All that said, the movie tries to do too much. For instance, although the movie has some Christian, redemptive connotations (which the director refers to more explicitly in the production notes), it inserts a message promoting multiculturalism toward the end. The movie’s politically correct advocacy of multiculturalism seems to undercut the other parts of the movie mentioned above. They also seem to reflect the director’s liberal/leftist view of society, which is expressed in the movie’s production notes. For example, in the notes, the director laments that people no longer trust “the State” or the community. He also talks about eliminating “the gap between rich and poor.” Also, although he mentions the importance of the Golden Rule (the one that Jesus expressed in the New Testament documents), he also mentions the Universal Declaration of Human Rights. Thus, although the director and his movie make some good points about what’s going on in some parts of modern life today, they make some points that seem rather utopian and questionable.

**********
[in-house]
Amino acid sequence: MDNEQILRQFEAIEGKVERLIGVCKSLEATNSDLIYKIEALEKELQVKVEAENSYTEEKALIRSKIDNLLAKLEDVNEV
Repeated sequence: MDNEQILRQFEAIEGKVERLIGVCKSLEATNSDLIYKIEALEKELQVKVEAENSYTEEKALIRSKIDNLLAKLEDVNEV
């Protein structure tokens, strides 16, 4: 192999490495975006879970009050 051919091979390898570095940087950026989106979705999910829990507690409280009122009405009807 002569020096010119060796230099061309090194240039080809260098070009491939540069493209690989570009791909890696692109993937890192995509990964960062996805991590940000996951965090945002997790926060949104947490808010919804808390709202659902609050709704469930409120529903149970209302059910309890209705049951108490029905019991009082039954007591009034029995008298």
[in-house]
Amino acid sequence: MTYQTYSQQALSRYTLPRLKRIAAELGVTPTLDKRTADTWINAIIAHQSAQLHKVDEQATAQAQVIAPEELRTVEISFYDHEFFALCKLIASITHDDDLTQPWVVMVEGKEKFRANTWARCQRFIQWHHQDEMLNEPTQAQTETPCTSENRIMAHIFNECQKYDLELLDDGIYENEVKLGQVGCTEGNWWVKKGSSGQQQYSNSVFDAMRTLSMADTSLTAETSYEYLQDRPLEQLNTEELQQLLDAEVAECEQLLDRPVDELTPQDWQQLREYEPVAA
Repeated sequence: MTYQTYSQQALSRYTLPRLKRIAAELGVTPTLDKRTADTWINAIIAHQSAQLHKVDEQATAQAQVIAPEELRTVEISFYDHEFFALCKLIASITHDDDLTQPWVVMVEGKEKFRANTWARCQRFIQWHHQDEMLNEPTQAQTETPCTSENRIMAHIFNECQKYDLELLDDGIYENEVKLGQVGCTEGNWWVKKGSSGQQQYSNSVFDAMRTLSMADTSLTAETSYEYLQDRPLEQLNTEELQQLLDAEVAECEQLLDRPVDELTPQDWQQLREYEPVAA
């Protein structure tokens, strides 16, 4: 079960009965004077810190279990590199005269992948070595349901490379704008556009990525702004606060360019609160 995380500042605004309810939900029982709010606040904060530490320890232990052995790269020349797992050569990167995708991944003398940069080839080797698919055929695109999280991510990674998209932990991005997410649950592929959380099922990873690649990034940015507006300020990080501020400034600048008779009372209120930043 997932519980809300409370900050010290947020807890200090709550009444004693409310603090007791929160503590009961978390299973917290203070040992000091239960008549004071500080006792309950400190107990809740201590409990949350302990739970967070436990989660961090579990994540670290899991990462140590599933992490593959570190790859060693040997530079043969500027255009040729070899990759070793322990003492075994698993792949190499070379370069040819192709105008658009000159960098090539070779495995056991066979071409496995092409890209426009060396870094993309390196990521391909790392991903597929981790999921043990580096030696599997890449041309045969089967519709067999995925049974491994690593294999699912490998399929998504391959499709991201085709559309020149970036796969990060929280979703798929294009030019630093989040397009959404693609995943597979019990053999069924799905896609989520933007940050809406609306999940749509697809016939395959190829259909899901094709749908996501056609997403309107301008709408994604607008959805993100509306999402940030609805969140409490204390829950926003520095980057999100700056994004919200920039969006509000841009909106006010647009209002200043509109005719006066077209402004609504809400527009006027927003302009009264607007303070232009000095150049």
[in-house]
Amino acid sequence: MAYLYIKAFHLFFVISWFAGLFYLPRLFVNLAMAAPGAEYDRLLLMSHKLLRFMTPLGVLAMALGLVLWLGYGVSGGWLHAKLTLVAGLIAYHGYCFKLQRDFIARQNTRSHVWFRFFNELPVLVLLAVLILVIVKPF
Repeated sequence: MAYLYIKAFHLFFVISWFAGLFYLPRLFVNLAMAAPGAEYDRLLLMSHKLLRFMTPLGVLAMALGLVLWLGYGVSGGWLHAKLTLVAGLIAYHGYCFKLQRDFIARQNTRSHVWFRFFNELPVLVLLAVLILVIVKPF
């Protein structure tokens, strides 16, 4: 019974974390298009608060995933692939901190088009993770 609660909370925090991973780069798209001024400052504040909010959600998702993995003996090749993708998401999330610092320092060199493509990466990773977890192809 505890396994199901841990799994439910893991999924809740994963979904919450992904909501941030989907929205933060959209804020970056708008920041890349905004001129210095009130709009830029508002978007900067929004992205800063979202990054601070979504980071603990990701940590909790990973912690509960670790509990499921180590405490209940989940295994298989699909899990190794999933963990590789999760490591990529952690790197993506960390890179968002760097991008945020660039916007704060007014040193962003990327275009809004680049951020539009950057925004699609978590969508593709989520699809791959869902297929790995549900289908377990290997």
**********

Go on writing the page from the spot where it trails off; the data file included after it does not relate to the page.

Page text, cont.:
THE SQUARE also contains lots of foul language, some other crude material and disturbing scenes.
For example, there’s one bedroom scene where Anne and Christian fight over a condom. Also, in the movie’s most disturbing scene, the museum holds a fundraising banquet where it brings out a man with his shirt off to act like a chimpanzee. A narrator mentions something about “the jungle” before the man appears. At first, the crowd is amused by the man’s antics, but then the man starts to physically confront the men in the audience. Things get out of hand when he stands on top of a table, breaks a glass in one man’s hand and tries take one of the women with him. Of course, by this time, viewers will be wondering, “Will any of these people stop this idiot?” and, “Why doesn’t Christian stop this guy from continuing his disturbing monkey business?” The scene ends with several of the men descending upon the alleged “actor” while one of them shouts, “Let’s kill him!”